Begging on the Street Winter Crisis

homeless man illustrating begging on the street

Photo: Katarzyna Bialasiewicz Photographee.eu

Winter’s coming and there are more people begging on the street than ever. Sometimes I give money. Sometimes I buy a sandwich and exchange a few words. Sometimes I don’t do anything at all. Except feel depressed.

Comedian Frankie Boyle says people always tell him, don’t give money to people begging on the street, they’ll only spend it on drink and drugs. “Well of course they do. What else are they going to spend it on?”

If you were on the streets, hungry, homeless, desperate, you’d drink to escape the hopelessness, the indignity, the shame you’d feel living in the sixth richest country in the world and falling into the gutter. It’s must be even worse at Christmas with the shop windows filled with lights and families out shopping.

When Jesus told the parable of the Good Samaritan, he knew Jews and Samaritans hated each other and reversed what his followers expected to hear in order to make them think beyond the perceived wisdom of the times. The fable tells of a foreign traveller robbed and stripped of his clothes. He is ignored by a Jewish rabbi who passes, then by the Levite. But a Samaritan takes the man home and cares for him.

Bob Dylan writes in his song I Am a Lonesome Hobo

I am a lonesome hobo
Without family or friends
Where another man’s life might begin
That’s exactly where mine ends
I have tried my hand at bribery
Blackmail and deceit
And I’ve served time for everything
‘Cept begging on the street

Dylan reminds me of Jesus: Jewish, intense, provocative. Stand them side by side, and they would have had a far more similar appearance than the Renaissance paintings of Jesus with pale skin and faraway blue eyes.

Is begging on the street as low as one can fall, the ultimate humiliation? Dylan must have given it a lot of thought. I imagine that’s how he saw himself when he set out penniless with a guitar on his back to visit Woody Guthrie, another Lonesome Hobo who had travelled with the dust bowl migrants and played ‘This Land is Your Land’ for pennies and a bowl of soup.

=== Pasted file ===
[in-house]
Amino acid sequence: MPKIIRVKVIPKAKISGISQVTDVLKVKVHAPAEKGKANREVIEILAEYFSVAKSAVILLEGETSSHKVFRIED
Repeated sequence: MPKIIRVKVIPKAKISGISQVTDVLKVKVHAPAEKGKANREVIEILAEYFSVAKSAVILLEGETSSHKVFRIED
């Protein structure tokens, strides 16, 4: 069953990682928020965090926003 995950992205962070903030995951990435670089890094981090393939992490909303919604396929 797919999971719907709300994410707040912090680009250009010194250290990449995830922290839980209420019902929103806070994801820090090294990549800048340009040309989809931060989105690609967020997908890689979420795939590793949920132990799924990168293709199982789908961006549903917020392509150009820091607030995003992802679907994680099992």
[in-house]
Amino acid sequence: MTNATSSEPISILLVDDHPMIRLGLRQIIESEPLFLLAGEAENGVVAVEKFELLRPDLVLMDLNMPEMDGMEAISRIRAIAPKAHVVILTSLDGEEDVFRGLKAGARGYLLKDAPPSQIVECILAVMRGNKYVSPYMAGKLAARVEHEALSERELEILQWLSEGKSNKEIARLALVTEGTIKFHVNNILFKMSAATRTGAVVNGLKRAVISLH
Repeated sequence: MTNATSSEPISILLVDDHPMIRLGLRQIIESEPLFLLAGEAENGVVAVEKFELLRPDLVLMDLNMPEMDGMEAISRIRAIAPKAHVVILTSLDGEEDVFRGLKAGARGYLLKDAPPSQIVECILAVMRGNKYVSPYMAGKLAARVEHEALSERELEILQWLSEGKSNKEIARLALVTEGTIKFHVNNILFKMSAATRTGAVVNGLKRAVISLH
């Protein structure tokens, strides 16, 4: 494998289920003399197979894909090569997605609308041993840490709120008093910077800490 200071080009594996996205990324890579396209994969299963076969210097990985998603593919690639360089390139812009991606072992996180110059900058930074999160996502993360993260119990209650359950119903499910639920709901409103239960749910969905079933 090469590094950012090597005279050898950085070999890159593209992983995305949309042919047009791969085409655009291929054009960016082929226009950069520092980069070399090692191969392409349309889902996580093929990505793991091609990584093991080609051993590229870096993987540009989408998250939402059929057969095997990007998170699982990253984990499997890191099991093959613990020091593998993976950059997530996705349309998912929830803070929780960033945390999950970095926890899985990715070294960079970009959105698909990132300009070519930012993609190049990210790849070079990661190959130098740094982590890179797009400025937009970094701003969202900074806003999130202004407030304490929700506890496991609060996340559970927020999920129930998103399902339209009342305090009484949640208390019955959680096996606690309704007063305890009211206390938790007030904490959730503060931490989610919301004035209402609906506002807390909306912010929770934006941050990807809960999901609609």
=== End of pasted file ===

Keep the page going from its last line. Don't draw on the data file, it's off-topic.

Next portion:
The Buddha was born Siddhartha Gautama, a royal prince. The first time he left the palace, he was struck by four things which would become The Four Noble Truths; the essence of Buddhism. He understood life brings suffering, that suffering is part of living, that suffering can be ended, and that there is a path to Nirvana – the end of suffering. The Buddha cut off his hair and spent forty years begging on the street as he meandered with his message across India.  

Begging on the Street Action

Frankie Boyle’s right. Giving to someone begging on the street is a good thing. Direct action. Important to the giver as much as the receiver. Begging has a sort of honesty about it. Beggars bare their souls, their weaknesses: they remind us how lucky we are and how iniquitous a system where even two wage families may still need food banks and free school meals.

This is the second verse of Dylan’s song:

Well, once I was rather prosperous
There was nothing I did lack
I had fourteen-karat gold in my mouth
And silk upon my back
But I did not trust my brother
I carried him to blame
Which led me to my fatal doom
To wander off in shame

This is the story of a man corrupted by wealth and success who has fallen on hard times. There is no one to help him. He did not trust his brother but blamed him for his lack of position and currency. Now he is doomed and alone.

Dylan wrapped up one of his Theme Time Radio Shows with this. “If you are poor, I hope you get rich, and if you are rich, I hope you get happy.” Then he adds, “I’ll leave you with the words of Benjamin Franklin: ‘He that is of the opinion that money will do anything may be suspected of doing everything for money.’”

Listen to I Am a Lonesome Hobo on YouTube

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